The world's first paper money

A brown piece of paper, about one and a half times as long as it is wide, divided into two sections. The larger top section contains a large block of text, framed by a thick border that itself contains text. The smaller bottom section contains a line drawing, heavily distorted by age, possibly of a garden.
Huizi currency, issued in 1160.

The central government soon observed the economic advantages of printing paper money, issuing a monopoly right of several of the deposit shops to the issuance of these certificates of deposit.[78] By the early 12th century, the amount of banknotes issued in a single year amounted to an annual rate of 26 million strings of cash coins.[81] By the 1120s the central government officially stepped in and produced their own state-issued paper money (using woodblock printing).[78] Even before this point, the Song government was amassing large amounts of paper tribute. It was recorded that each year before 1101 AD, the prefecture of Xinan (modern Xixian, Anhui) alone would send 1,500,000 sheets of paper in seven different varieties to the capital at Kaifeng.[89] In that year of 1101, the Emperor Huizong of Song decided to lessen the amount of paper taken in the tribute quota, because it was causing detrimental effects and creating heavy burdens on the people of the region.[90] However, the government still needed masses of paper product for the exchange certificates and the state's new issuing of paper money. For the printing of paper money alone, the Song court established several government-run factories in the cities of Huizhou, Chengdu, Hangzhou, and Anqi.[90] The size of the workforce employed in these paper money factories were quite large, as it was recorded in 1175 AD that the factory at Hangzhou alone employed more than a thousand workers a day.[90] However, the government issues of paper money were not yet nationwide standards of currency at that point; issues of banknotes were limited to regional zones of the empire, and were valid for use only in a designated and temporary limit of 3-year's time.[81][91] The geographic limitation changed between the years 1265 and 1274, when the late Southern Song government finally produced a nationwide standard currency of paper money, once its widespread circulation was backed by gold or silver.[81] The range of varying values for these banknotes was perhaps from one string of cash to one hundred at the most.[81] In later dynasties, the use and enforcement of paper currency was a method undertaken by the government as a response to the counterfeiting of copper coins.[92]

The subsequent Yuan, Ming, and Qing dynasties would issue their own paper money as well. Even the Southern Song's contemporary of the Jin dynasty to the north caught on to this trend and issued their own paper money.[81] At the archeological dig at Rehe there was a printing plate found that dated to the year 1214, which produced notes that measured 10 cm by 19 cm in size and were worth a hundred strings of 80 cash coins.[81] This Jurchen-Jin issued paper money bore a serial number, the number of the series, and a warning label that counterfeiters would be decapitated, and the denouncer rewarded with three hundred strings of cash.[93]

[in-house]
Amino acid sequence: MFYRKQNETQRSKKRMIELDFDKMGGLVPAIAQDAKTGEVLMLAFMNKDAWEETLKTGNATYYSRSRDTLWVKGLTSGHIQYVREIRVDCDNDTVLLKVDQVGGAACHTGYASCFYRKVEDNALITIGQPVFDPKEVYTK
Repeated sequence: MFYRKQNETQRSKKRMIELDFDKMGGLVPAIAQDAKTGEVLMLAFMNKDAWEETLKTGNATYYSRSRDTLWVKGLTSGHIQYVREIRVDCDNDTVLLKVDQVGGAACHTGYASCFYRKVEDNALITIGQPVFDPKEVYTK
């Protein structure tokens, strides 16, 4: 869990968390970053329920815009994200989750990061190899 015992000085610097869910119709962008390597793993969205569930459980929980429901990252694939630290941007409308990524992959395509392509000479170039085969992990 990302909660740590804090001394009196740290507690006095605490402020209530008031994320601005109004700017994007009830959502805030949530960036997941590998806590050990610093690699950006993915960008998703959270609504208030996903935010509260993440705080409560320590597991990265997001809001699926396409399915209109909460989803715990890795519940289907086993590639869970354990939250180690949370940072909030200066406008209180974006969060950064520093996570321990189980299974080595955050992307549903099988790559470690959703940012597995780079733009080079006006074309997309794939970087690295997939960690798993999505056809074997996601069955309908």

Joint stock companies

The merchant class became more sophisticated, well-respected and organized than in earlier periods. Their wealth often rivaled that of the scholar-officials who administered the affairs of government. They innovated in several areas. They created partnerships and joint stock companies that separated owners (shareholders) from managers. Merchants were in the larger cities organized guilds that dealt in particular products and set their prices to wholesalers and shop owners. The guild heads were the representatives to the government when it requisitioned goods or assessed taxes.[94]

The preceding Tang dynasty saw the development of heben, the earliest form of joint stock company with an active partner and passive investors. By the Song dynasty this had expanded into the douniu, a pool of shareholders with management in the hands of jingshang, merchants who operated their businesses using investors' funds. A class of merchants specialising as jingshang formed. Investor compensation was based on profit-sharing, reducing the risk of individual merchants and burdens of interest payment.[95]

Qin Jiushao (c. 1202–1261), a mathematician and scholar, wrote an exercise that reflected the essential nature of these companies. He proposed that a partnership of four parties invested 424,000 strings of cash in a Southeast Asian trading venture. Each invested precious metals, perhaps silver, gold or commodities like salt, paper, and monk certificates (which involved a tax exemption). There was significant difference in the value of their individual investments, perhaps as much as eight times. Who was allowed to become an investor may have been influenced by social status and family connections, but each received a share of the profits in proportion to their original investment. [96]

See also